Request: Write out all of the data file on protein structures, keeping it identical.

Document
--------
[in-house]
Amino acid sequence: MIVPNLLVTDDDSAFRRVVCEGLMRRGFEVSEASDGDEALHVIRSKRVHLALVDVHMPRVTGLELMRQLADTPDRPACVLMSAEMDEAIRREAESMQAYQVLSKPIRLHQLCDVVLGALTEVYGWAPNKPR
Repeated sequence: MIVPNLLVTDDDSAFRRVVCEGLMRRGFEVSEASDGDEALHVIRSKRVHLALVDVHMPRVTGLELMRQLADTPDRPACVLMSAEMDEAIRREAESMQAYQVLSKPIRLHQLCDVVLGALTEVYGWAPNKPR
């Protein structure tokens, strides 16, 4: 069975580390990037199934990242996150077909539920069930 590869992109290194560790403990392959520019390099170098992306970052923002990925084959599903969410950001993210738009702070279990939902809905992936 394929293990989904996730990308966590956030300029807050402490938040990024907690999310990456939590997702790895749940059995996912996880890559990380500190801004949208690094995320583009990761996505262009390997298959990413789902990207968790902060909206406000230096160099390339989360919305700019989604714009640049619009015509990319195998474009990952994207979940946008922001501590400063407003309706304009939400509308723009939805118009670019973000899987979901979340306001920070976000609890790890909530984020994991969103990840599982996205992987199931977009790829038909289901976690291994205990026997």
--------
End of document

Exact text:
[in-house]
Amino acid sequence: MIVPNLLVTDDDSAFRRVVCEGLMRRGFEVSEASDGDEALHVIRSKRVHLALVDVHMPRVTGLELMRQLADTPDRPACVLMSAEMDEAIRREAESMQAYQVLSKPIRLHQLCDVVLGALTEVYGWAPNKPR
Repeated sequence: MIVPNLLVTDDDSAFRRVVCEGLMRRGFEVSEASDGDEALHVIRSKRVHLALVDVHMPRVTGLELMRQLADTPDRPACVLMSAEMDEAIRREAESMQAYQVLSKPIRLHQLCDVVLGALTEVYGWAPNKPR
């Protein structure tokens, strides 16, 4: 069975580390990037199934990242996150077909539920069930 590869992109290194560790403990392959520019390099170098992306970052923002990925084959599903969410950001993210738009702070279990939902809905992936 394929293990989904996730990308966590956030300029807050402490938040990024907690999310990456939590997702790895749940059995996912996880890559990380500190801004949208690094995320583009990761996505262009390997298959990413789902990207968790902060909206406000230096160099390339989360919305700019989604714009640049619009015509990319195998474009990952994207979940946008922001501590400063407003309706304009939400509308723009939805118009670019973000899987979901979340306001920070976000609890790890909530984020994991969103990840599982996205992987199931977009790829038909289901976690291994205990026997």